John Sebastian Bach Stopford was born on 25 January 1888 in Hindley Green, Lancashire, the son of Thomas Rinch Stopford and Mary Tyrer (née Johnson). His early education was at Liverpool College and the Manchester Grammar School before proceeding to the University of Manchester in 1906 to study medicine. In 1911 he qualified MB ChB having also won the Dumville Surgical Prize and the Bradley Memorial Scholarship. After qualifying Stopford served briefly as house surgeon to the Rochdale General Infirmary before returning to the University in 1912 as a demonstrator of anatomy. In 1915 he was awarded his MD after submitting a thesis on the blood supply of the brain stem and began lecturing in anatomy that same year.
Stopford specialised in the anatomy of the nervous system and was able to apply his knowledge during WWI in relation to gunshot wounds of the peripheral nerves at the 2nd Western General Hospital. On the departure of Grafton Elliot Smith in 1919 Stopford became professor of anatomy, and so head of the department of anatomy in Manchester, at the age of just 30. He maintained a closer relationship with local hospitals during this time and in 1923 became honorary advisory anatomist to the Manchester Royal Infirmary, a role he held until 1945. He was first appointed to the role of the dean of the medical school in 1923 and held the position until 1927.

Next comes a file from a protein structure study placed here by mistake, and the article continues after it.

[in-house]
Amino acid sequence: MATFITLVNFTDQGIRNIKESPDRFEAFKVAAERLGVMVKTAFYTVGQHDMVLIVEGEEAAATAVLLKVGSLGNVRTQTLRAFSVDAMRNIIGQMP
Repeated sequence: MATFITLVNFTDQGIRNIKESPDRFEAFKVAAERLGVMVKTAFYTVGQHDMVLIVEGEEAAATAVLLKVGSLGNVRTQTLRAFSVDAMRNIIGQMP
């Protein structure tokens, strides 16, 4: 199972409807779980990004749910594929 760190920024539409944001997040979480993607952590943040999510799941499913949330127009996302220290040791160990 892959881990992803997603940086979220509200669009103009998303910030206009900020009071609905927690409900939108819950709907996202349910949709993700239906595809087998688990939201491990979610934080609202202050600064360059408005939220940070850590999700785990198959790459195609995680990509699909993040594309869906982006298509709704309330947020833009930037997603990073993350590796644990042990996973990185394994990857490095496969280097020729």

From 1928 to 1930 he was pro-vice-chancellor of the university, and from 1931 to 1933 returned to the role of dean. In 1920 he had been made an MBE and 1927 saw him become the first graduate of the Manchester University Medical School to be elected a Fellow of the Royal Society. In 1934 Stopford was invited to become the University's new vice-chancellor, thus making the move from teaching and research to administration. This move wasn't necessarily supported by his colleagues and he himself was reluctant to relinquish his academic role and so retained his role as chair of anatomy until 1937. After this point he held a personal chair of experimental neurology up until 1956.
His other administrative positions were numerous and included chairman of the Universities Bureau of the British Empire; vice-chairman of the Committee of Principals and Vice-Chancellors; chairman-elect of the General Medical Council; chairman of the council of the Royal Manchester College of Music; vice-chairman of the Goodenough Committee; chairman of the Manchester, Salford and Stretford Joint Hospital Advisory Board; chair of the Manchester Regional Hospital Board; and chairman of the Council of the John Rylands Library. Stopford maintained his commitment to medical science throughout his career and published a number of papers in addition to his main work Sensation and the Sensory Pathway (1930). He worked closely with highly-esteemed colleagues such as Sir Harry Platt, Sir Geoffrey Jefferson, Professor E.D. Telford, and Professor John Morley. Stopford's influence and work were widely recognised and he received honorary doctorates from the universities of Leeds, Cambridge, Manchester, Liverpool, and Durham and was also made a fellow of both the Royal College of Physicians (1942) and the Royal College of Surgeons (1955). He retired in 1956 and received a life peerage in 1958 for which he selected Fallowfield as his barony. Long term health problems took their toll and Stopford died on 6 March 1961.